MARICOPA — As a teen practicing guitar in his garage in the 1970s, Great White lead guitarist Mark Kendall would often fantasize that he was performing in front of large audiences and giving media interviews.

Years later, when Great White produced their first hit, “Rock Me,” that fantasy became reality.

“It was a surreal moment,” Kendall said. “The things I dreamed about as a kid came true. We played at the forum, gave media interviews, and the rolling never stopped.”

Grammy-nominated hard rockers Great White, known for their 1980s-era hits “Rock Me,” “Once Bitten, Twice Shy” and “Save Your Love,” will perform Sept. 6 at Harrah’s Ak-Chin Casino.

Slaughter — known for their ’80s-era hard-rock songs “Stick It to Ya” and “Up All Night” — will also perform at the same show.

After 35 years of performing, Kendall said he still plays with the same passion he had as a teen and promises a show full of energy and intensity.

“When we’re on stage, we’re out to impress — not just entertain — we want people walking away feeling that they had a great time and got their money’s worth,” he said.

The show at Harrah’s will include much of the music fans expect to hear, Kendall said.

“We have a lot more music to pick from when we play now,” he said. “We try to bring the crowd into the show right away and make them feel a part of the show. We give them everything they expect and more. We even do some extended jams where even we don’t know where it will go.”

Over the years, Great White has sold more than 10 million albums worldwide, produced six Top 100 Billboard hits, nine Top 200 Billboard albums, two platinum albums and clocked the top of MTV four times.

Their music ranges from blues-inspired hard rock songs to ballads.

Kendall’s favorite Great White song to play for fans is the band’s first hit, “Rock Me.”

“I liked it as soon as we heard it played back after recording it. You never know if a song is going to be a hit, but I liked it then and I still like it now. I’ve never gotten bored with it,” Kendall said.

Members of Great White currently include Kendall, a founding band member on guitars; Audie Desbrow, drums; Michael Lardie, guitar and keyboard; Scott Snyder, bass; and Mitch Malloy on lead vocals.

Kendall began performing professionally in Southern California in the late 1970s with several bands he started.

“In those early days, we played as much as we possibly could, any chance we got,” Kendall said. “We did our own show promotion. We each had a staple gun and we’d take a stack of flyers and hang them up everywhere, on telephone poles and wherever we could find.”

Kendall was performing in a band called Dante Fox with fellow Great White founder Jack Russell when, in 1982, they recorded their first EP, “Out of the Night.”

While one song on the album had some success and radio time, Kendall said the band was “not being true to itself” at the time.

“We were still trying to find ourselves,” he said. “My musical preferences were more on the bluesy side. Our drummer was into heavy metal and our keyboardist was into Billy Joel. By our second album, those influences were incorporated into our music and that album did much better.”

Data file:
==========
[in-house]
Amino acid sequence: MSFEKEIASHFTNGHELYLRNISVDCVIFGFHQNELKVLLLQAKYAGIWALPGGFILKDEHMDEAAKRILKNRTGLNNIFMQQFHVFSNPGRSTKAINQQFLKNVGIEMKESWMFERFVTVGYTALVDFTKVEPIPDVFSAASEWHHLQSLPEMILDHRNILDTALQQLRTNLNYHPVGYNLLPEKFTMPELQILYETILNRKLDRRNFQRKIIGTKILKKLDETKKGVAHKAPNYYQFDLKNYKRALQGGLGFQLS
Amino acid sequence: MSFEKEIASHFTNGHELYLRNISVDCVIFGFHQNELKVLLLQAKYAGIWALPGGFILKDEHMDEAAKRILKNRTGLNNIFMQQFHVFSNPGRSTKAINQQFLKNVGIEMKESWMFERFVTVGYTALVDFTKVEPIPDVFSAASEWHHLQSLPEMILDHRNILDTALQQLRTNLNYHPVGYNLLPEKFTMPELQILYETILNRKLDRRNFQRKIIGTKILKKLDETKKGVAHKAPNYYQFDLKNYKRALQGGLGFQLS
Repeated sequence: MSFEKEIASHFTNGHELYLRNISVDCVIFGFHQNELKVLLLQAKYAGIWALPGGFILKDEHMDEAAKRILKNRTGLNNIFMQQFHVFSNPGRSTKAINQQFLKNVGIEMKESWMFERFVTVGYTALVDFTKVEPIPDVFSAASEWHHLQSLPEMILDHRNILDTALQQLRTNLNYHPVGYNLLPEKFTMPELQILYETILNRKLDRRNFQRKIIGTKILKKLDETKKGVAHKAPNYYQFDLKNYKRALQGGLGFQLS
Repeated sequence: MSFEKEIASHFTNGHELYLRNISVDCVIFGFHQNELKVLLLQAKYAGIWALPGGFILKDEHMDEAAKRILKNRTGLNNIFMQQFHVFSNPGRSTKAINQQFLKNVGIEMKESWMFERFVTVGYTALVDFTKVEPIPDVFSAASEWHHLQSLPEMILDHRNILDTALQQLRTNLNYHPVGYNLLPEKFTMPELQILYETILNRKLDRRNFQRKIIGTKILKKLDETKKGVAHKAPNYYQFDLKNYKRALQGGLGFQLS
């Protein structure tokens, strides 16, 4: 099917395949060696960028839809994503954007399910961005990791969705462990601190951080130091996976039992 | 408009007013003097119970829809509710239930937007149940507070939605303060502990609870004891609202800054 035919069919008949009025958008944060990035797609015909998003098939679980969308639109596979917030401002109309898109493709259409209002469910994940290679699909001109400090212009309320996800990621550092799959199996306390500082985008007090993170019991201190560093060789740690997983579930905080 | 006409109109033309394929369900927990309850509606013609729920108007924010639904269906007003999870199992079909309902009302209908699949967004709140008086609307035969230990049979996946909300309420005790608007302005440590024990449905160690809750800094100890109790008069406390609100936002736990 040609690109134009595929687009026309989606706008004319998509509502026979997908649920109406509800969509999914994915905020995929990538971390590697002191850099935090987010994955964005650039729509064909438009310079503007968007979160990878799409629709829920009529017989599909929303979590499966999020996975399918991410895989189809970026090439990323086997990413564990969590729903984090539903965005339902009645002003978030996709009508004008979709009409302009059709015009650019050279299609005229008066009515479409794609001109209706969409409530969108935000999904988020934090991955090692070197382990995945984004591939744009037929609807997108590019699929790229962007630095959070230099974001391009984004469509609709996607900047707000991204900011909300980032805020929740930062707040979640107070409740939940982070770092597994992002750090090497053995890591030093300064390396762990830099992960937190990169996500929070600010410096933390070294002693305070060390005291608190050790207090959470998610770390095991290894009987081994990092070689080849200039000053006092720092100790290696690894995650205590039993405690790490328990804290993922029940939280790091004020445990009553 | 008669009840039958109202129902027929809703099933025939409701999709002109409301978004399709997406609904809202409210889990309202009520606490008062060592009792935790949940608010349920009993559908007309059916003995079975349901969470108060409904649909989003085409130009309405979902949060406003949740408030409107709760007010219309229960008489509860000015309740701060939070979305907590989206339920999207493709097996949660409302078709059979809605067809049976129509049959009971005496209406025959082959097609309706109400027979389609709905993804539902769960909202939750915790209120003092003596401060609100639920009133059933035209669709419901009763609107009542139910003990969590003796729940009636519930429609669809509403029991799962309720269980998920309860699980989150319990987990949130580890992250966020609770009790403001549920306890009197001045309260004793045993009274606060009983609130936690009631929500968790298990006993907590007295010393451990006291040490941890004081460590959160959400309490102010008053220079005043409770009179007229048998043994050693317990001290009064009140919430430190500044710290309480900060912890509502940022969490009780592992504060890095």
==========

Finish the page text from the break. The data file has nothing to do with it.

Dante Fox changed its name to Great White and the band went on to create 11 more albums and produce several hits.

Growing up in a musical family, Kendall had a love of music long before he was in a successful band.

“My mother was a jazz singer and my father played jazz trumpet. My grandfather played piano,” he said. “But it was hard for them to make a living through music. My father laid down his trumpet when he was 38 and became a businessman to support his family.”

Kendall began playing the guitar as a child and by the time he was 12, he regularly performed in school talent shows, pulling his amps to the school in a wagon.

His early guitar influences were The Doors, Jimi Hendrix and Santana.

“I love the guitar but I love melody too. I’m almost jealous of the singers because I want to do the beautiful and memorable things they do with their voice,” he said. “That’s always in my mind when working on a song.”

While music is still a big part of Kendall’s life, he said, he’s also passionate about helping people recover from addiction.

“I got sober 11 years ago. About three years ago I was posting on Facebook — we have fans who follow our page on Facebook to see where we’re playing — and I thought I should use this to reach out to people and help the ones who are suffering from addiction,” he said.

He posted a message encouraging people to contact them for support or encouragement if they were struggling with addiction. Since then, more than 118 people have contacted him.

“I’m not offering miracles and I’m not promoting a 12-step program or rehab,” he said. “I’ve helped some people one-on-one and I send them meditation and prayer guides.”

Those who would like a few words of encouragement from Kendall may reach him through the Great White Facebook page.

The band is also associated with one of the deadliest nightclub fires. The Station nightclub fire occurred Feb. 20, 2003, in West Warwick, Rhode Island, killing 100 people, including Great White guitarist Ty Longley and injuring 230. According to investigators, the fire was caused by pyrotechnics, which ignited flammable acoustic foam in the walls and ceilings surrounding the stage.

Kendall declined to discuss the incident or take questions on the subject.

Great White and Slaughter have been traveling together for double-billing shows for several months. Current members of Slaughter include lead vocalist, guitarist and founding member Mark Slaughter, bass guitarist Dana Strum, lead guitarist Jeff Blando and drummer Zoltan Chaney.

The show begins at 8 p.m. on Friday, Sept. 6. Doors open at 7 p.m. Ticket prices start at $34 and are available online at ticketmaster.com.

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